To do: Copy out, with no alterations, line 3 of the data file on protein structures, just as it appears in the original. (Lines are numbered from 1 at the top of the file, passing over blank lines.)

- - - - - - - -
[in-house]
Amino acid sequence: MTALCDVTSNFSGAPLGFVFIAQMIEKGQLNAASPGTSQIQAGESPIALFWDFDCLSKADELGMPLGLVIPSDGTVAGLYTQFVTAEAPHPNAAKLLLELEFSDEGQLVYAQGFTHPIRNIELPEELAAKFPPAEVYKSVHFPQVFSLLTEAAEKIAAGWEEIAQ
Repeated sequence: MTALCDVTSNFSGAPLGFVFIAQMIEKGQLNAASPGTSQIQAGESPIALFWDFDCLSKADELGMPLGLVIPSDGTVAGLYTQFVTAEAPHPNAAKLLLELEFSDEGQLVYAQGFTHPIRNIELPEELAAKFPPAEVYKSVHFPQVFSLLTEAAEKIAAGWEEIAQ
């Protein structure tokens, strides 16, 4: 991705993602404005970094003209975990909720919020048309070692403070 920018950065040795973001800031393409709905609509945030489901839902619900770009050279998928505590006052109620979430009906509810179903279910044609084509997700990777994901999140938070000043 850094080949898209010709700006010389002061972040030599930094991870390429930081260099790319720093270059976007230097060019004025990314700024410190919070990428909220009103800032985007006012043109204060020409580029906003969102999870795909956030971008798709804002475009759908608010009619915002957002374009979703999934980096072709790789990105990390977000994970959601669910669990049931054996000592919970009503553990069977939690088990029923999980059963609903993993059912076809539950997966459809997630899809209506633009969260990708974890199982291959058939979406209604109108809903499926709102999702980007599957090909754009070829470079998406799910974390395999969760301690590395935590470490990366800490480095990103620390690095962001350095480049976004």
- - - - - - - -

Repeated sequence: MTALCDVTSNFSGAPLGFVFIAQMIEKGQLNAASPGTSQIQAGESPIALFWDFDCLSKADELGMPLGLVIPSDGTVAGLYTQFVTAEAPHPNAAKLLLELEFSDEGQLVYAQGFTHPIRNIELPEELAAKFPPAEVYKSVHFPQVFSLLTEAAEKIAAGWEEIAQ